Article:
My Blogging Experience

January 20, 2010

Nutrition in Schools

Filed under: Education — Tags: , , , , , — debyj @ 9:25 pm

I have a part time/summer job delivering chips for a snack food company. Today I was working in some small towns and had to make a stop at one small-town k-12 school. We deliver chips to a lot of schools all over the country so that they can sell chips in their canteens/cafeterias and make profit for various school activities/upgrades.

The secretary at this particular school informed me that the school division is requiring that principals create nutrition programs for their schools which they will implement in fall 2010. She was very upset that she would not be able to sell chips at the canteen as of fall 2010. She expressed her frustrations in that she had tried to sell a variety of health foods to the students (such as yogurt, fruits, veggies and dip) and had no success. The food expired and went to waste and they made no money for their school. Her argument is that a bag of chips each day really is not a big deal, so why set all of these regulations? Instead of staying at school during lunch, they are now just going to walk to the nearest convenience store to buy their chips and chocolate bars.

This viewpoint really made me think about what we are doing to change the current health crisis that is effecting people all over the world and especially effecting children. It made me think about smoking, alcohol, gambling, and other major health problems. Somehow my thoughts always ended up resolving to money and crisis. Why don’t we just ban tobacco altogether when we know that it has no health benefits and is contributing to the destruction of our environment? well…the answer is largely money. Why not ban the production of plastic now that we know it is destroying our world? Well, we do not believe we could survive without it…and there is a lot of money in that.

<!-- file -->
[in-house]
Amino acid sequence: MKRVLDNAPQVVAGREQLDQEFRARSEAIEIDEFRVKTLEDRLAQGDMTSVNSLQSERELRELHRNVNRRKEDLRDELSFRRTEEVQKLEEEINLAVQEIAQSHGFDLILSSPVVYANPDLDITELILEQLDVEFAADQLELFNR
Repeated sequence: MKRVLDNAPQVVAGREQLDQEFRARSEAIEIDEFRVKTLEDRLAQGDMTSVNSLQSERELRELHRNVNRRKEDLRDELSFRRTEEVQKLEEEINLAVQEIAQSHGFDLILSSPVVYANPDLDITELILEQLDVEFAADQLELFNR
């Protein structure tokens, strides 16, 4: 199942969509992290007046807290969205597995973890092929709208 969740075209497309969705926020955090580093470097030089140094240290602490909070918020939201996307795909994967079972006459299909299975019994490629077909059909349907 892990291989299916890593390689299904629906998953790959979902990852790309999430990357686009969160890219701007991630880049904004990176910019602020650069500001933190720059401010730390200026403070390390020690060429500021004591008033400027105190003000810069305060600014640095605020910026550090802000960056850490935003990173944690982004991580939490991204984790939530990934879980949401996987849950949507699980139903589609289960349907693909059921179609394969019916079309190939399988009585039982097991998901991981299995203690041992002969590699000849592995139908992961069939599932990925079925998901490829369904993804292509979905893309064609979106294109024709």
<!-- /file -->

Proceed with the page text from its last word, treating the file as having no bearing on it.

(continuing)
Check out this video on plastic and you will see what I mean:

Is our economy so dependent on health-destructive products and services that it would actually crumble if we tried to stop it? At some point, we may realize that a temporarily destroyed economy might have been better than a permanently destroyed Earth.

When an alcoholic goes to rehab, the alcoholic is not allowed to drink alcohol. In fact, it is typically completely unavailable to that person. After several intense weeks (and sometimes months) of training, the alcoholic returns to the real world “trained” to avoid alcohol and begin a new life. Unfortunately, even after all of that most alcoholics rebound at least once. So my question is: How do we take chips, pop and other non-nutritional foods out of schools when there is a convenience store next door or a pantry of goodies at home? Although not as extreme, this is similar to telling an alcoholic to stop drinking while handing them a beer. We can try to train our students to avoid these nasty foods, to avoid gambling, to avoid smoking, but when they are surrounded by it, what kind of chances do they have? It is nearly impossible to separate them from these things, to “train” them, to help some with “rehab”. We do not have the resources in schools, so should it really be the responsibility of schools? Should it be the responsibility of parents? Nutrition is becoming a major issue for both adults and children. If the large majority of parents are having this problem too, how can we expect them to be leaders in the situation? That is like asking an addict to help another addict recover! So who’s responsibility is it??? How do we stop this cycle of self-destruction?